Australia’s history as a penal colony, too, is treated through a overlapping stories which never quite settle into a single perspective. Fluid Prejudice focuses on stories of escape, with convict William Buckley reappearing several times throughout the collection. Mary Bryant, a transported thief, escapes and is later pardoned. However, the optimism of these stories is balanced by the stark list of different convict occupations in 1847 Tasmania, and the subtle reminders that convicts also played a role in the violence of colonization.
Both cities and the landscape become haunted sites. The Tasmania tiger, hunted to extinction as a part of the effort to impose a European approach to agriculture, reappears throughout the book stalking the supposedly-tamed undergrowth. Within the city, state and social control is undermined by a lesbian beat, working-class resistance to restrictions on free speech, and an underground city of train station platforms and graveyards which remain below the streets. No place is more authentically a site of struggle than others.
Fluid Prejudice rejects the erasure of the violence Australia was built on, but it also highlights moments of solidarity and hope. One comic reminds us that the only known protest against Germany’s persecution of Jewish people following Kristallnacht came from the Australian Aborigines’ league in 1938. In another, people run over rooftops and onto the top of trams as part of attempts to escape police crackdowns on public speech. We’re reminded of a period when unions were more radical, and prepared to down tools to save public space and support other struggles.
As well as these more overtly political stories, many of the notes of optimism and humour in this collection touch on the politics of gender and sexuality: Percy Haynes is followed by a policeman and charged for wearing women’s clothes, only to have the magistrate decide that since women can wear pants, there’s no reason men can’t wear dresses if they choose. Zeki Müren, a Turkish singer, performed in drag in Sydney in 1974 to an enthusiastic crowd of homesick Turkish immigrants.
Part of the beauty of this collection is the inclusion of mundane scenes and lives that would not usually reach the history books. There are fragmentary scenes of an Aboriginal embassy, passengers on a tram, a trip to Healesville sanctuary, even a dumpster. We learn about Rosaleen Norten, the witch of King’s Cross, and then about cartoonist Ruby Knight’s mother. Arlene Textaqueen replaces the front cover of conservative newspaper The Australian with responses to the question, ‘Where are you really from?’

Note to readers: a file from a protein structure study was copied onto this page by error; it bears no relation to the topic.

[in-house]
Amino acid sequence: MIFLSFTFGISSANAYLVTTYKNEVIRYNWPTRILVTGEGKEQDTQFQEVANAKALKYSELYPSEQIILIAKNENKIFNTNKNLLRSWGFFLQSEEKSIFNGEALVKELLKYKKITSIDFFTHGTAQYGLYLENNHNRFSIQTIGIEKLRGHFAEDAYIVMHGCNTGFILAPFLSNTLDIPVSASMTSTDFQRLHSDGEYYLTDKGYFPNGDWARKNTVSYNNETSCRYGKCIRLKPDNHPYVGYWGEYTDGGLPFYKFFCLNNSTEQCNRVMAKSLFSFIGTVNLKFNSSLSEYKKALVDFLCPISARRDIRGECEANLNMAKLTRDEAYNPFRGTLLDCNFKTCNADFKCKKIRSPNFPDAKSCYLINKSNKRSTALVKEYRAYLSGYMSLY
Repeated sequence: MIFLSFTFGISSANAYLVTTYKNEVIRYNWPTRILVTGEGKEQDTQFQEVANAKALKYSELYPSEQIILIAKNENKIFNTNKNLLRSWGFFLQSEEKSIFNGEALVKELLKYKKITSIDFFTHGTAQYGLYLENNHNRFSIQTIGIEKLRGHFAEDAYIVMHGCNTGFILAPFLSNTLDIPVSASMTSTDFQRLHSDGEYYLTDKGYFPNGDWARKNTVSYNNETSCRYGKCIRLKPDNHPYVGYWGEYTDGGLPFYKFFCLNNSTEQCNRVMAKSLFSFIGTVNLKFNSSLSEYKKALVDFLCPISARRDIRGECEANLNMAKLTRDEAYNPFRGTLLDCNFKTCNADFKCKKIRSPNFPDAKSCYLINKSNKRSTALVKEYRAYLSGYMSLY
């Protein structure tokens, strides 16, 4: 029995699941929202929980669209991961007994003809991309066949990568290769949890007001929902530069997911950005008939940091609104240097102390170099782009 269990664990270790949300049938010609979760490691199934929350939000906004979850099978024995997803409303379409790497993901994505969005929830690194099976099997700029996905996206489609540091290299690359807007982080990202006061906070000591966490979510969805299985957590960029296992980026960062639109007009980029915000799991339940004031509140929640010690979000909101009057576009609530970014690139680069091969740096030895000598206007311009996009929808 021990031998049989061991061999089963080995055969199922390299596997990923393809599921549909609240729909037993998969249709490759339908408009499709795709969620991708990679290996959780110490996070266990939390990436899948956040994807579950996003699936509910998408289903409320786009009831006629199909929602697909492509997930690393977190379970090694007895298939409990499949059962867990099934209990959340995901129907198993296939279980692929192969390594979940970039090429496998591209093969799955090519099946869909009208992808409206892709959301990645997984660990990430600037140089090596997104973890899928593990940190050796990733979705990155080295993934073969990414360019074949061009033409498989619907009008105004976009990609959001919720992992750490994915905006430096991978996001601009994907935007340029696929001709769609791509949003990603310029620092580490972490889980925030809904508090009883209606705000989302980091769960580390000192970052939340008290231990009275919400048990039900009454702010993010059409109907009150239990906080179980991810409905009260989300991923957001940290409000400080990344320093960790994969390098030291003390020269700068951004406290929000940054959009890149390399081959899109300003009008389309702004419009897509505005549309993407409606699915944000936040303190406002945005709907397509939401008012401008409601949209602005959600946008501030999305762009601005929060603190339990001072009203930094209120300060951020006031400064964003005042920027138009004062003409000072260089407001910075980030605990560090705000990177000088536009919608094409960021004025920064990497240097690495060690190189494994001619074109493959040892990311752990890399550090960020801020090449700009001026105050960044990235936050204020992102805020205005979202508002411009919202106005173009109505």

Through the combination of explicitly political and more personal stories, resistance is written through many different forms and spaces. This is a helpful alternative to the ‘one true way’ approach to activism, in which a single set of tactics and strategies is the only way to be radical enough (or, conversely, polite enough).
Fluid Prejudice, as we might expect from an alternative history, undermines the myths Australia is built on, from heroic stories of settlers eking out a living in the bush to the ongoing erasure of the violence against Aboriginal people and other marginalized groups. However, it also encourages more critical reflection on our positions as activists and the ways in which we do—or don’t—identify with others within Australian society.
‘One Tribe Anthology’ editor James Waley sat down to answer some questions about the upcoming release. We posted questions about the aesthetic, political and practical implications of the undertaking. His thoughtful reply is below!
What is the One Tribe Anthology? What is the origin of the name, “One Tribe”, and how was that chosen to represent the work?
The ONE TRIBE anthology is a non-profit book published by Jack Lake Productions in association with James Waley of Pique Productions as a fundraiser in support of the SHANNEN’S DREAM campaign which carries on the outstanding and courageous work done by the late Shannen Koostachin of Attawapiskat to improve the learning environment of First Nations schools in Canada.